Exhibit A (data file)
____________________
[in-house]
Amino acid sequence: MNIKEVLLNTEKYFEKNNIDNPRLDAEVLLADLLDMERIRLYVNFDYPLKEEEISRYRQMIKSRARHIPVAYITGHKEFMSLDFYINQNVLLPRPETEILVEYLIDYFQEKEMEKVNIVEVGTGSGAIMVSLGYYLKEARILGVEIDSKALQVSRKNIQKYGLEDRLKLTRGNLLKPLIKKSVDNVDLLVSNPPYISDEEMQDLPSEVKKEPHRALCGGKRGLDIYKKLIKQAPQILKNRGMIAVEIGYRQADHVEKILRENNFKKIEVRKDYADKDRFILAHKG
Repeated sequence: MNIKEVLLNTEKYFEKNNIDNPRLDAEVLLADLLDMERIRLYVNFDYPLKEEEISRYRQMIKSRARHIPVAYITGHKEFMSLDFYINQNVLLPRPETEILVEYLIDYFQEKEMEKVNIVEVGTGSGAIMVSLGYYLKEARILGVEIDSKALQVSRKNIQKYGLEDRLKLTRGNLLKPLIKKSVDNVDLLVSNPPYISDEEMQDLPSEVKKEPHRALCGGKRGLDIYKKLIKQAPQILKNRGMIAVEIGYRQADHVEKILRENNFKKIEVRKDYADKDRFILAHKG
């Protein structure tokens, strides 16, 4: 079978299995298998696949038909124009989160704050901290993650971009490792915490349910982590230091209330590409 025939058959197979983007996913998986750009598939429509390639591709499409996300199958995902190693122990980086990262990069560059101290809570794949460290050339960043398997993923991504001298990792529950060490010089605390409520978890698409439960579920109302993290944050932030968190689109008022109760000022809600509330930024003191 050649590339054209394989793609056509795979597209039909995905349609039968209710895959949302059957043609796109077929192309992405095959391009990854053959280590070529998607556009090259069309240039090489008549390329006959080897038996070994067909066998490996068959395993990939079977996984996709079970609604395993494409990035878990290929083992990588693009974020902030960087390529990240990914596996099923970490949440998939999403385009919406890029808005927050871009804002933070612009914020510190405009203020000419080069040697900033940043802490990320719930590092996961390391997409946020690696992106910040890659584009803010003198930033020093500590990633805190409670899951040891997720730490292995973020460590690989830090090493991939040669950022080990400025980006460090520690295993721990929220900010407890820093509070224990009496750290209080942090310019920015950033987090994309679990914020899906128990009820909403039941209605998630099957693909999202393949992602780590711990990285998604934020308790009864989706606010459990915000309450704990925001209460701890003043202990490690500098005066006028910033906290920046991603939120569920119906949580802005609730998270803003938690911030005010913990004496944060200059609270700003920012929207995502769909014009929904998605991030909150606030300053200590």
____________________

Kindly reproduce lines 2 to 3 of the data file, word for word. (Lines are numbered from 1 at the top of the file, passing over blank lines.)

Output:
Amino acid sequence: MNIKEVLLNTEKYFEKNNIDNPRLDAEVLLADLLDMERIRLYVNFDYPLKEEEISRYRQMIKSRARHIPVAYITGHKEFMSLDFYINQNVLLPRPETEILVEYLIDYFQEKEMEKVNIVEVGTGSGAIMVSLGYYLKEARILGVEIDSKALQVSRKNIQKYGLEDRLKLTRGNLLKPLIKKSVDNVDLLVSNPPYISDEEMQDLPSEVKKEPHRALCGGKRGLDIYKKLIKQAPQILKNRGMIAVEIGYRQADHVEKILRENNFKKIEVRKDYADKDRFILAHKG
Repeated sequence: MNIKEVLLNTEKYFEKNNIDNPRLDAEVLLADLLDMERIRLYVNFDYPLKEEEISRYRQMIKSRARHIPVAYITGHKEFMSLDFYINQNVLLPRPETEILVEYLIDYFQEKEMEKVNIVEVGTGSGAIMVSLGYYLKEARILGVEIDSKALQVSRKNIQKYGLEDRLKLTRGNLLKPLIKKSVDNVDLLVSNPPYISDEEMQDLPSEVKKEPHRALCGGKRGLDIYKKLIKQAPQILKNRGMIAVEIGYRQADHVEKILRENNFKKIEVRKDYADKDRFILAHKG